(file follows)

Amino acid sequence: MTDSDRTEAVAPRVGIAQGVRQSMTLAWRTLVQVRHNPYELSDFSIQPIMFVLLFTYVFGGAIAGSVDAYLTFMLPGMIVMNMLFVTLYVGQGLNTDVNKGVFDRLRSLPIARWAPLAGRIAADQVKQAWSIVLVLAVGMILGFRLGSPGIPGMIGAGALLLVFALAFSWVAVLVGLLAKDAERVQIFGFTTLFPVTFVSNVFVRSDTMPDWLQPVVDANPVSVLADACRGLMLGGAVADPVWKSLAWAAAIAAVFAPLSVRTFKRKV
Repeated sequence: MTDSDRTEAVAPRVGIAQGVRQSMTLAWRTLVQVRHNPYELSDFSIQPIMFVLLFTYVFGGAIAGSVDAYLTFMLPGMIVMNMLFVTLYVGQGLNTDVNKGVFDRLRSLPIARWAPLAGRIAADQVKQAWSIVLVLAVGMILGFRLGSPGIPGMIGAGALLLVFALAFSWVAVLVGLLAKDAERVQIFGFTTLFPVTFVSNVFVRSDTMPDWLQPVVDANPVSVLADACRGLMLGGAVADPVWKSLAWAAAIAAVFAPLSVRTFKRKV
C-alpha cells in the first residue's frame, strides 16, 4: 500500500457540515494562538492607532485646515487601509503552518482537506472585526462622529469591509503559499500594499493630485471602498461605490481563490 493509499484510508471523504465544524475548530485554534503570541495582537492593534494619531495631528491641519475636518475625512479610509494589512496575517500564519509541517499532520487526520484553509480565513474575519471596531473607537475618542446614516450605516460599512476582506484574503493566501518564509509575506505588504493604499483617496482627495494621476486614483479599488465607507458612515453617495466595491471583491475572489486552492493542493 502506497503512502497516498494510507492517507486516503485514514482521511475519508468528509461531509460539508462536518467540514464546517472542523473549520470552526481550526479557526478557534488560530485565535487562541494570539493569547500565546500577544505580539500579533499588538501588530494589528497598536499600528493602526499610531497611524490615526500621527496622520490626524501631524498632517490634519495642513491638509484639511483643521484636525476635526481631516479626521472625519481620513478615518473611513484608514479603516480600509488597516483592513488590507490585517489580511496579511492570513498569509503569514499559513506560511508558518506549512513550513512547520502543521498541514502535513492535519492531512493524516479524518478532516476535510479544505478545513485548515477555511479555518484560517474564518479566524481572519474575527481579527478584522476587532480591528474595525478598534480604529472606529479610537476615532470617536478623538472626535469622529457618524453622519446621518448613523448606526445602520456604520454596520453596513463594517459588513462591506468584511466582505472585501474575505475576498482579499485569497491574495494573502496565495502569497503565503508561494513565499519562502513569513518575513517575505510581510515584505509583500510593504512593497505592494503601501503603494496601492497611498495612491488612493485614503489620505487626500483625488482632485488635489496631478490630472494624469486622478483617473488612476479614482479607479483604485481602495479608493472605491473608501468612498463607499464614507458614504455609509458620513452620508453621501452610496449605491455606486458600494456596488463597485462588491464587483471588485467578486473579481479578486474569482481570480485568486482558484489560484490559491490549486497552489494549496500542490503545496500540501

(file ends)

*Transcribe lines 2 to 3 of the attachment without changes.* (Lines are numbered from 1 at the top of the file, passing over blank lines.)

Repeated sequence: MTDSDRTEAVAPRVGIAQGVRQSMTLAWRTLVQVRHNPYELSDFSIQPIMFVLLFTYVFGGAIAGSVDAYLTFMLPGMIVMNMLFVTLYVGQGLNTDVNKGVFDRLRSLPIARWAPLAGRIAADQVKQAWSIVLVLAVGMILGFRLGSPGIPGMIGAGALLLVFALAFSWVAVLVGLLAKDAERVQIFGFTTLFPVTFVSNVFVRSDTMPDWLQPVVDANPVSVLADACRGLMLGGAVADPVWKSLAWAAAIAAVFAPLSVRTFKRKV
C-alpha cells in the first residue's frame, strides 16, 4: 500500500457540515494562538492607532485646515487601509503552518482537506472585526462622529469591509503559499500594499493630485471602498461605490481563490 493509499484510508471523504465544524475548530485554534503570541495582537492593534494619531495631528491641519475636518475625512479610509494589512496575517500564519509541517499532520487526520484553509480565513474575519471596531473607537475618542446614516450605516460599512476582506484574503493566501518564509509575506505588504493604499483617496482627495494621476486614483479599488465607507458612515453617495466595491471583491475572489486552492493542493 502506497503512502497516498494510507492517507486516503485514514482521511475519508468528509461531509460539508462536518467540514464546517472542523473549520470552526481550526479557526478557534488560530485565535487562541494570539493569547500565546500577544505580539500579533499588538501588530494589528497598536499600528493602526499610531497611524490615526500621527496622520490626524501631524498632517490634519495642513491638509484639511483643521484636525476635526481631516479626521472625519481620513478615518473611513484608514479603516480600509488597516483592513488590507490585517489580511496579511492570513498569509503569514499559513506560511508558518506549512513550513512547520502543521498541514502535513492535519492531512493524516479524518478532516476535510479544505478545513485548515477555511479555518484560517474564518479566524481572519474575527481579527478584522476587532480591528474595525478598534480604529472606529479610537476615532470617536478623538472626535469622529457618524453622519446621518448613523448606526445602520456604520454596520453596513463594517459588513462591506468584511466582505472585501474575505475576498482579499485569497491574495494573502496565495502569497503565503508561494513565499519562502513569513518575513517575505510581510515584505509583500510593504512593497505592494503601501503603494496601492497611498495612491488612493485614503489620505487626500483625488482632485488635489496631478490630472494624469486622478483617473488612476479614482479607479483604485481602495479608493472605491473608501468612498463607499464614507458614504455609509458620513452620508453621501452610496449605491455606486458600494456596488463597485462588491464587483471588485467578486473579481479578486474569482481570480485568486482558484489560484490559491490549486497552489494549496500542490503545496500540501